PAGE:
(AFP) – Aug 10, 2008
BEIJING (AFP) — Eight people died in bombings and fierce clashes between police and attackers in China's remote northwest Sunday, state media reported, the second outbreak of deadly violence there in under a week.
Soldiers were called in to secure the city of Kuqa in Xinjiang, a Muslim-populated region home to what China says are Islamic terrorists intent on turning the nation's Olympic celebrations into mourning.
Chinese authorities did not identify who the attackers were in Sunday's assault, but said they targetted police and government offices, and that some of them killed themselves when confronted by security forces.
Seven of the attackers died in the violence, while one security guard was killed, the official Xinhua news agency reported.
The clashes began with assailants setting off an explosion at Kuqa police station, with that blast killing the security guard as well as injuring two policemen and two civilians, according to Xinhua.
Five "bombers" were found hiding in a market a few hours later. Police shot two of them dead as the attackers threw home-made explosives. Three of the attackers "blew themselves up," Xinhua reported without elaborating.
There were at least 15 attackers involved in the day's violence in total, and 12 gas-based pipe bombs exploded in all, it said.
Local authorities refused to comment when contacted by AFP, but a resident confirmed Xinhua's report that the military and police had quickly locked down the centre of Kuqa, a city of 400,000 people.
"Don't come today, the town centre is closed," a receptionist at the Kuqa Hotel told AFP by phone.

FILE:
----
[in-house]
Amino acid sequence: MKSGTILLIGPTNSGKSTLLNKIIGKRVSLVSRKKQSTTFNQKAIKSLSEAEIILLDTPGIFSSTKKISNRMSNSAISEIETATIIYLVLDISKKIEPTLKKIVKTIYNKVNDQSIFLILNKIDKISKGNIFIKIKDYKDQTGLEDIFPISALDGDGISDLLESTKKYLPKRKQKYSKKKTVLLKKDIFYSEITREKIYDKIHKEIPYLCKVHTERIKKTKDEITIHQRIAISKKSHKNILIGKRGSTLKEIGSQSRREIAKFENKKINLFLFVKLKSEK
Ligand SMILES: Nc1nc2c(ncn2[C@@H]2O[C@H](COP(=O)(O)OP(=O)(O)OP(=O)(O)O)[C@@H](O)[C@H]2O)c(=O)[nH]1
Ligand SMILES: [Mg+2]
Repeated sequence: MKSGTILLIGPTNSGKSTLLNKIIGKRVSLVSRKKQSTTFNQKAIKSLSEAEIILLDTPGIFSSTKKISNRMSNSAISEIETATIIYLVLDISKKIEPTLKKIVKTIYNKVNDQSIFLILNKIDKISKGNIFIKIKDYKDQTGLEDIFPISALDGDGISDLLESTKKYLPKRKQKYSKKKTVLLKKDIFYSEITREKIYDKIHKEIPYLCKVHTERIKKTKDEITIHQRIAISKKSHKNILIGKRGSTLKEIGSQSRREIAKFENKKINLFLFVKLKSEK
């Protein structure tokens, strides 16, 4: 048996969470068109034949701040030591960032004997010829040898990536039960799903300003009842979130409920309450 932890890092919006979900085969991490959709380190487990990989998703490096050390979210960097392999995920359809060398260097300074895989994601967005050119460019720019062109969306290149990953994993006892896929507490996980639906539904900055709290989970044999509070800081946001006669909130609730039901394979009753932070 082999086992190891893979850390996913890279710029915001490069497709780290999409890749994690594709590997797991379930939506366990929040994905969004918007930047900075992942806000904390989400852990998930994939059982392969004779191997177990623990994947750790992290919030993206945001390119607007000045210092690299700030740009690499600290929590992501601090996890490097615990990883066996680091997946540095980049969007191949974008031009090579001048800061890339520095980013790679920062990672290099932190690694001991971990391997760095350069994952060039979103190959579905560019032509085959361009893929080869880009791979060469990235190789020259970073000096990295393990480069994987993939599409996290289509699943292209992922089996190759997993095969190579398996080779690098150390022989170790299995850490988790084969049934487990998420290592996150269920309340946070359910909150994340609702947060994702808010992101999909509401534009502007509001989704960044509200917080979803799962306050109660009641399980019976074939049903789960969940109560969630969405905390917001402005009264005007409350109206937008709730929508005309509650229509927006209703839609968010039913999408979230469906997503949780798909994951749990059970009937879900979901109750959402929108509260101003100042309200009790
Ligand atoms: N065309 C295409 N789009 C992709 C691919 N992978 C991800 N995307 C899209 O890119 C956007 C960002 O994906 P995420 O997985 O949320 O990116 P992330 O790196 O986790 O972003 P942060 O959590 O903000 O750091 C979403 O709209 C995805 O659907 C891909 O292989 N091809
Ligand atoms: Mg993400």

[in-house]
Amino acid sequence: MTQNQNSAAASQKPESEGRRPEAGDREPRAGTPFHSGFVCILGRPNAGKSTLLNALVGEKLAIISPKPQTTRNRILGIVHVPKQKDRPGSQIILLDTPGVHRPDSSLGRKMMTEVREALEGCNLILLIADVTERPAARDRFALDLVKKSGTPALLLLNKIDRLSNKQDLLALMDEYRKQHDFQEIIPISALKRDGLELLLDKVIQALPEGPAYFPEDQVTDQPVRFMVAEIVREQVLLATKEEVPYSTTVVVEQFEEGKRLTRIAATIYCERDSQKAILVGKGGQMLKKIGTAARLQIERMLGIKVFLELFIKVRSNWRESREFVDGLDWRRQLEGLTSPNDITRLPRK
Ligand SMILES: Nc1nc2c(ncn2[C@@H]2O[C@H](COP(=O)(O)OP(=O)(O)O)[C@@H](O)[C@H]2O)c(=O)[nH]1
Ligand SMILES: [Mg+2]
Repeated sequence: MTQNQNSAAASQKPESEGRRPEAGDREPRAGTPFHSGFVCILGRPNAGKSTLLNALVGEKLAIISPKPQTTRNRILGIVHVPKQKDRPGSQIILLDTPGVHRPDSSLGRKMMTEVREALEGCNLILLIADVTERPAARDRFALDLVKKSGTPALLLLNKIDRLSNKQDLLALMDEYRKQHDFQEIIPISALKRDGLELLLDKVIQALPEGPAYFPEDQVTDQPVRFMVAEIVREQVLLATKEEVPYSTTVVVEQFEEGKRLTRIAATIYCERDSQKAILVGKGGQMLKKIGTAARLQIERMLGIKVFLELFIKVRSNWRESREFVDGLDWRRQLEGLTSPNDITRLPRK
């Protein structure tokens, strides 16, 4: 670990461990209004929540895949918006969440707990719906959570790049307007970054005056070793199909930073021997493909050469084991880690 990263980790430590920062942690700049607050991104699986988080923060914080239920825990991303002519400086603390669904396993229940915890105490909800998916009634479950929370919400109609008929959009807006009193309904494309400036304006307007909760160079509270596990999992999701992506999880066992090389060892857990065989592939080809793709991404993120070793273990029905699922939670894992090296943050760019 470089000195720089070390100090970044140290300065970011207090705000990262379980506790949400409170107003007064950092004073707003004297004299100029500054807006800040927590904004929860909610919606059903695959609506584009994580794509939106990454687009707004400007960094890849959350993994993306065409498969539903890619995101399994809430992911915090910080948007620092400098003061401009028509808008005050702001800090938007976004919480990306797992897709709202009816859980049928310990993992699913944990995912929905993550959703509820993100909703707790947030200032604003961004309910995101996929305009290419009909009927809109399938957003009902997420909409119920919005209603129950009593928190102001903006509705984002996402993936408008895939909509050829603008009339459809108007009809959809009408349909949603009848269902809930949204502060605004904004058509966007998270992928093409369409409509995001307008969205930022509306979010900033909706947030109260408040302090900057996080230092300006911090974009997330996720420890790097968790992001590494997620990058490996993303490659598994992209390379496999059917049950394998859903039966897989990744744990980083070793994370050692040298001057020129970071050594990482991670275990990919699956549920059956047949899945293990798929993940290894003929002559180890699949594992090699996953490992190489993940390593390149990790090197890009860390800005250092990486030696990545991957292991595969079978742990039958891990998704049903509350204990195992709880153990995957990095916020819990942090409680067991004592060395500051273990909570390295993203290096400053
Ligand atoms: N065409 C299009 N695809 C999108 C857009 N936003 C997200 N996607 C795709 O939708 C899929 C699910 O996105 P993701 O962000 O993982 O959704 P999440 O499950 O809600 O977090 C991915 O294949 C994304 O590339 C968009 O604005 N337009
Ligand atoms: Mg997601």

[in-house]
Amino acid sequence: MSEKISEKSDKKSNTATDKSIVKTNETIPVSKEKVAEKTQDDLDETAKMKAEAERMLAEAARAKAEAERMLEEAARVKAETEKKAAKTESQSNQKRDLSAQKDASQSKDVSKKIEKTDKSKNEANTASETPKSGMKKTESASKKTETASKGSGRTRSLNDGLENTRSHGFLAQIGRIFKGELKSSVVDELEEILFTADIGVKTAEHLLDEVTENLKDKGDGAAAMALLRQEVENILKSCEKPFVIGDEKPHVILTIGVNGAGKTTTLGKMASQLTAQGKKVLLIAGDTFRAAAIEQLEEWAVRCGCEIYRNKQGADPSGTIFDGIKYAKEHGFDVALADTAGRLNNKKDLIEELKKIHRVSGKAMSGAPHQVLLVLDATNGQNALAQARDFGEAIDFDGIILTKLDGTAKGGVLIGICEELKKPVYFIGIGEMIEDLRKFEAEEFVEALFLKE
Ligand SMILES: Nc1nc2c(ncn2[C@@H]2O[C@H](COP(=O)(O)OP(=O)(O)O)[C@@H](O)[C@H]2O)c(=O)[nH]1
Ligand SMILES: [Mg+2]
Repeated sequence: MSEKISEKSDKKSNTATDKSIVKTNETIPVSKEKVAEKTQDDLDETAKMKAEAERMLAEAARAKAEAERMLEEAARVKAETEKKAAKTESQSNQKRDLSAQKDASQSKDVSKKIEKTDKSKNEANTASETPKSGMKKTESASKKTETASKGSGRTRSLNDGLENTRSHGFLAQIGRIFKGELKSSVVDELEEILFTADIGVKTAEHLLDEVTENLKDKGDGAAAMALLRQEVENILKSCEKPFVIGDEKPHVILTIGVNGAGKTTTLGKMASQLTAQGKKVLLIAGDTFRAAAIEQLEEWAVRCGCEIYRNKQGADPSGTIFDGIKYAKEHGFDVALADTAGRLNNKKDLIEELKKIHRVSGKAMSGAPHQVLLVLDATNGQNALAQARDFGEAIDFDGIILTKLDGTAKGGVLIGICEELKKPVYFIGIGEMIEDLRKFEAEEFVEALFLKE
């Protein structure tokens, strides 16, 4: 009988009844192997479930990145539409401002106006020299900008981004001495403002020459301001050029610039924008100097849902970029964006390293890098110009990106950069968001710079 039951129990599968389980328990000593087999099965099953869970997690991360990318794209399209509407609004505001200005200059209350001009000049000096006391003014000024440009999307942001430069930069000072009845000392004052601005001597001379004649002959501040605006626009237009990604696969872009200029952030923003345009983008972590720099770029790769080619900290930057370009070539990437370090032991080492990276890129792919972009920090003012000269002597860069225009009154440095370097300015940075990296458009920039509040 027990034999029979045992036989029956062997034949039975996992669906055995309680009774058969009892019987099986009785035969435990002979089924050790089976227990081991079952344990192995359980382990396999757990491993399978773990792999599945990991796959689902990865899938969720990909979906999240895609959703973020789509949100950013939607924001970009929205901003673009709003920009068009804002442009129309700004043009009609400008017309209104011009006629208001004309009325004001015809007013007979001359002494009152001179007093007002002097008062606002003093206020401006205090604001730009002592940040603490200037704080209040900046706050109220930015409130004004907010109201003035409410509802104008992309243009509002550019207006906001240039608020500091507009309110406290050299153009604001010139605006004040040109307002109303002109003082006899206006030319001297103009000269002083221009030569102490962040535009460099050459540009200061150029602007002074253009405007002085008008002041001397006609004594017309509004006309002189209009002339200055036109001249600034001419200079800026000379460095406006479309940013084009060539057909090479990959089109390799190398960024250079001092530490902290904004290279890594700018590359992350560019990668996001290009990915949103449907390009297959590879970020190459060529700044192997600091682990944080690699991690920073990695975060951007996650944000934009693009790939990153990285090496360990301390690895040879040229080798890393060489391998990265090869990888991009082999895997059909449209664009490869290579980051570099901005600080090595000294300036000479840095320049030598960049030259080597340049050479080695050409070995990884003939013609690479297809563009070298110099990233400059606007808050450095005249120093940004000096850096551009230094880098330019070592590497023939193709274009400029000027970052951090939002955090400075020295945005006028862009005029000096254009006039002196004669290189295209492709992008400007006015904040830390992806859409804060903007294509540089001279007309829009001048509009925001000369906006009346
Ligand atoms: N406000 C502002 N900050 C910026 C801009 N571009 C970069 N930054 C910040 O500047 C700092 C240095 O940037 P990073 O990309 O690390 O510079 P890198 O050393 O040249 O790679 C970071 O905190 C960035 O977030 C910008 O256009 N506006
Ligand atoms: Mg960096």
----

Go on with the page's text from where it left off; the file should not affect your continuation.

It was the second deadly assault in less than a week in Xinjiang, a vast area that borders central Asia.
Two alleged Muslim militants using explosives and knives attacked policemen out jogging in the Xinjiang city of Kashgar on August 4, leaving 16 dead and 16 wounded.
China blamed that attack, which occurred four days before the start of the Beijing Olympics, on Islamic militant Uighur separatists.
Xinjiang has about 8.3 million ethnic Muslim Uighurs, many of whom express anger at what they say have been decades of repressive Communist Chinese rule.
Two short-lived East Turkestan republics emerged in Xinjiang in the 1930s and 1940s, when Chinese central government control was weakened by civil war and Japanese invasion.
China has repeatedly accused Uighur militants of the banned East Turkestan Islamic Movement of plotting attacks on the Olympics and has implemented sweeping security in Xinjiang and in Beijing in the lead-up to the Games.
"We can see clearly that these forces are trying to wage a psychological and violent battle against the Olympics," said Shi Dagang, Communist Party secretary of Kashgar, last week following the attack there.
"They want to turn the year 2008 into a year of mourning for China."
Uighur separatists in Xinjiang have also released two video statements threatening to attack the Olympics.
But Olympic organisers sought to reassure the hundreds of thousands of foreigners in China to attend the Games that Sunday's attack should be of no concern for them.
"I do not believe this will have an impact on the Olympic Games... I do not think it is related to the Olympics," Wang Wei, vice president of the organising committee for the Games, told reporters in Beijing.
He emphasised that security had already been stepped up in Xinjiang.
Kuqa is about 740 kilometres (460 miles) from Urumqi, the regional capital of Xinjiang, and more than 3,000 kilometres from Beijing.
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